Monday, June 25, 2018

Members in the News: Funk, Chakrabarti, Hart, Jayne, Mason, Burke, Ariga, Fan, Adelaja, Liverpool-Tasie, Zhang, Tyner, Sumner, and Kolodinsky

Sam Funk, RaboResearch Food & Agriculture
China May End Up Paying More for Soybeans in Trade Spat With U.S.
By: Bloomberg - June 14, 2018
China’s threats of tariffs against imports of U.S. soybeans may end up being a costly move for the Asian country if the trade spat heats up.

That’s according to a report Thursday from Sam Funk, an analyst at Rabobank, who said that duties against U.S. shipments may mean that China ends up buying supplies from South America at a premium. Brazil is the world’s biggest soy exporter, followed by the U.S.
Read more on: Bloomberg

Suman Chakrabarti, International Food Policy Research Institute
Less open defecation key factor in reducing anemia among Indian women
By: Tribune India - June 14, 2018
Findings of this new study by researchers at International Food Policy Research Institute (IFPRI) will be heartening for the government, leading the Swachh Bharat Mission.

According to the study, reduction of open-defecation in villages, increased age at pregnancy and education are three key socio-demographic factors in reducing anemia among pregnant women in India.
Read more on: Tribune India

Chad Hart, Iowa State University
Farm Sector Fears Large Losses From Mounting Trade Conflict
By: Successful Farming - June 18, 2018
The Farm Belt will get walloped if China retaliates in equal measure against Washington’s $50 billion in announced tariffs on Chinese goods, said economists at Midwestern universities. Ohio State researchers said farmers in the Buckeye State could see a 50% drop in farm income, while Iowa State’s Chad Hart said producers in the Hawkeye State could lose up to $624 million this year, depending on how long the tariffs are in place and if other customers are found.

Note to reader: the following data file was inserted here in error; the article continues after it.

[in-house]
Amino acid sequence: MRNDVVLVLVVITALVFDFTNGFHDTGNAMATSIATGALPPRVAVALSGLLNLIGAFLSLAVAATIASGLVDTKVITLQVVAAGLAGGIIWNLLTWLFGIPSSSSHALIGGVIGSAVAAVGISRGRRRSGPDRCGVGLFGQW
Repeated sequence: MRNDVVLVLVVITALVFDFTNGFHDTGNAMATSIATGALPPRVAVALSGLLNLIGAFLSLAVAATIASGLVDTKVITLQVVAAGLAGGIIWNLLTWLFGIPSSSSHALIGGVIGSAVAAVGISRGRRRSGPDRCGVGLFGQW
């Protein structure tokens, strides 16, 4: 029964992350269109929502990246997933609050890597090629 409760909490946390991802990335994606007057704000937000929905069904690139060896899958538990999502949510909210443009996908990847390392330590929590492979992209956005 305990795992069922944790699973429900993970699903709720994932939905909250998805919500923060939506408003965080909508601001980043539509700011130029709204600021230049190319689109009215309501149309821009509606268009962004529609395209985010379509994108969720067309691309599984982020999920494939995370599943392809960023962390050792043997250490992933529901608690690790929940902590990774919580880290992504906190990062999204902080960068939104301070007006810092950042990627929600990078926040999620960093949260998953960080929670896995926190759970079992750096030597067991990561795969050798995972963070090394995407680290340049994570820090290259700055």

Read more on: Successful Farming, Des Moines Register, and The Hill
Crop Insurance Is Different From Car Insurance, And Keeps Some Farms In Business
By: Iowa Public Radio - April 24, 2018
The first version of the 2018 farm bill has only minor changes to one of the programs most farmers hold dear and what’s widely seen as their primary safety net: crop insurance.

The program covers all sorts of crops, “from corn to clams,” Iowa State University agriculture economist Chad Hart said. But it’s not like the types of insurance most people are familiar with.
Read more on: Iowa Public Radio

Thomas Jayne, Michigan State University
Nicole Mason, Michigan State University
William J. Burke, Agricultural and Food Policy Consulting
Joshua Ariga, International Fertilizer Development Center
Rebuilding Agricultural Subsidies from the Ground Up
By: Food Tank - June 2018
In a recent article in Food Policy, “Taking stock of Africa’s second-generation agricultural input subsidy programs,” Thomas Jayne, Nicole Mason, William J. Burke, and Joshua Ariga evaluate the success of input subsidy programs (ISPs) in Africa. Jayne and his co-authors find that ISPs, government programs that subsidize the price of fertilizer for farmers, have short-term benefits for some farmers, but weakly contribute to long-term economic development.
Read more on: Food Tank

Shenggen Fan, International Food Policy Research Institute
Tight borders threatening food security - 2018 IFPRI report
By: Joy Online - June 12, 2018
The Director General of International Food Policy and Research Institute, (IFPRI) says one way Ghana can attain food and nutritional security is by opening its borders and allowing free movements of people, goods and investments.

Shenggen Fan says a well harmonized free movement of people and goods within the West African sub-region will enable Ghana and its neighbors attain self-sufficiency in food production.
Read more on: Joy Online

Adesoji Adelaja, Michigan State University